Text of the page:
Carnivorous plants are widespread throughout the world, and their characteristics depend on the specific conditions of their environment. These plants are unique not only in the way they feed, but also in their physical characteristics, which make them fascinating. Their particular shapes and colors make them veritable works of art. And the fact that they can’t live in nutrient-rich soils means they’ll grow in secluded areas, increasing their rarity.
This combination of aesthetic appeal and rarity is what attracts the interest of collectors. Some will go so far as to use illegal methods to get their hands on the most vulnerable species.
For example, in 2015, 4 poachers illegally harvested 970 specimens of muscipula dionaea in eastern North Carolina, uprooting almost 3% of the entire natural population living there.
The Dionaea Muscipula species can be grown anywhere, but these little carnivorous plants grow naturally in only one place in the world: a 100 km radius around Wilmington, North Carolina.
In 2014, Governor Pat McCrory signed a law making it illegal to collect this species in the wild. Such was the harvesting in the wild that aurorities had to mark the little carnivorous plants with orange paint to identify them as monitored.
In 2016, one of these poachers was the first to be convicted of this new offense. He was sentenced to between six and 17 months in prison, Port City Daily reported. Two of the other poachers will receive probation and the fourth is awaiting trial.
When poaching was just a misdemeanor carrying $50 in fines, “people got a slap on the wrist in court, and they didn’t care,” Debbie Crane, communications director for the Nature Conservancy’s North Carolina chapter, told Scientific American.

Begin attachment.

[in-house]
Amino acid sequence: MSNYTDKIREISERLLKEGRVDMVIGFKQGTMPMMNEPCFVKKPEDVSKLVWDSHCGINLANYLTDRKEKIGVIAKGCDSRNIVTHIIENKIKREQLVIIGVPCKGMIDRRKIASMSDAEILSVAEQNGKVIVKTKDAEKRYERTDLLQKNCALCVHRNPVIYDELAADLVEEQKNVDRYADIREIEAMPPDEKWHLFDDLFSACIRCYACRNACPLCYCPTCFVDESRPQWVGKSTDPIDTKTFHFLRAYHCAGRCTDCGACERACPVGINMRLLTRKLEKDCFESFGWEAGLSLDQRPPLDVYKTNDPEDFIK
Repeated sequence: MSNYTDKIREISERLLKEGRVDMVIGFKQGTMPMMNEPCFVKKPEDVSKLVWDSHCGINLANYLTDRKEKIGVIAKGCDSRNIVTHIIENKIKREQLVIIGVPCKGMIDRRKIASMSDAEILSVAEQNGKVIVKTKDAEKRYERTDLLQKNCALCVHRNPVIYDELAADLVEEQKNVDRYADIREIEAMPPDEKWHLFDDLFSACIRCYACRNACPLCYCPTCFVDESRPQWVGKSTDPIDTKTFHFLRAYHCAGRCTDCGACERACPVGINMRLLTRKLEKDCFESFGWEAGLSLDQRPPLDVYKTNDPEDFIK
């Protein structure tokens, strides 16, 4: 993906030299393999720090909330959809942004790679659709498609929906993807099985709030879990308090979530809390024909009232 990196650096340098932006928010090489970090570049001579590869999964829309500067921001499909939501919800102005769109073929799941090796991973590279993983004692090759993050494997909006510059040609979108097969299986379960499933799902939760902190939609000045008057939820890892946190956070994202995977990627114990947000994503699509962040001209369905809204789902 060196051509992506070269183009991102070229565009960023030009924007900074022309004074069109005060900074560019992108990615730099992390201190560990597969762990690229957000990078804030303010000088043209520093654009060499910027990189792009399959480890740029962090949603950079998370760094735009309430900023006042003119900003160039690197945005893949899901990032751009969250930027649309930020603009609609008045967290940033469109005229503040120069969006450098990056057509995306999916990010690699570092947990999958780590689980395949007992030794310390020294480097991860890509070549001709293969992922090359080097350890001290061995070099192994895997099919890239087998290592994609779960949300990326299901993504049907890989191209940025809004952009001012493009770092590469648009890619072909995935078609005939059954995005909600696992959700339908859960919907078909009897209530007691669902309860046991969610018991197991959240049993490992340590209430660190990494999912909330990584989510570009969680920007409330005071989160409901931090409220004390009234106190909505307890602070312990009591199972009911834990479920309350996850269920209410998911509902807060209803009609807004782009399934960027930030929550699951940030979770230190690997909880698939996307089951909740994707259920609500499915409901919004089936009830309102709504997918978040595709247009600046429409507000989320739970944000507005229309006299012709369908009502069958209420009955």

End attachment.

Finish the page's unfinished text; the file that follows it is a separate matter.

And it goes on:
However, in January 2015, another reality awaited carnivorous plant poachers, just one month after the crime became a misdemeanor. North Carolina wildlife officer Fred Gorchess received a call reporting a man with a large bag crossing the road near a North Carolina hunting area, WWAY News reported.
As a result, the wildlife officer stopped a car that matched the witness’s description. The men told him they were birdwatching. That’s when he saw the Dionaea Muscipula bags and stopped them. Later, in November 2015, two more men were arrested for stealing more than 1,000 Dionaea muscipula and two Sarracenia from Orton Plantation, according to WWAY News coverage.
The Charlotte Observer reported that the second group of dionaea muscipula thieves was jailed on $1 million bail, an “amount more commonly reserved for murderers”. The Charlotte Observer also reported that of the two men arrested, one had a 2012 conviction on his record for taking wild plants and the other had several “plant-related priors”.
So it’s unfortunate that poachers are able to harvest such unique species, especially as alternatives are now available through laboratory micropropagation techniques. These species can then be “cloned”, making the cultivation of these plants more “sustainable”.
That’s why it’s so important not to take a species from the wild. If the plant is unique to you, it’s even more so to the ecosystem in which it lives. Take a photo of it, admire it and watch over its growth in the wild.
Here are some resources in case you spot an endangered carnivorous plant:
If you witness illegal harvesting, please contact S.O.S Poaching
Article source : https://www.washingtonpost.com/news/morning-mix/wp/2016/07/28/a-poacher-who-stole-970-venus-flytraps-in-n-c-is-sentenced-to-prison/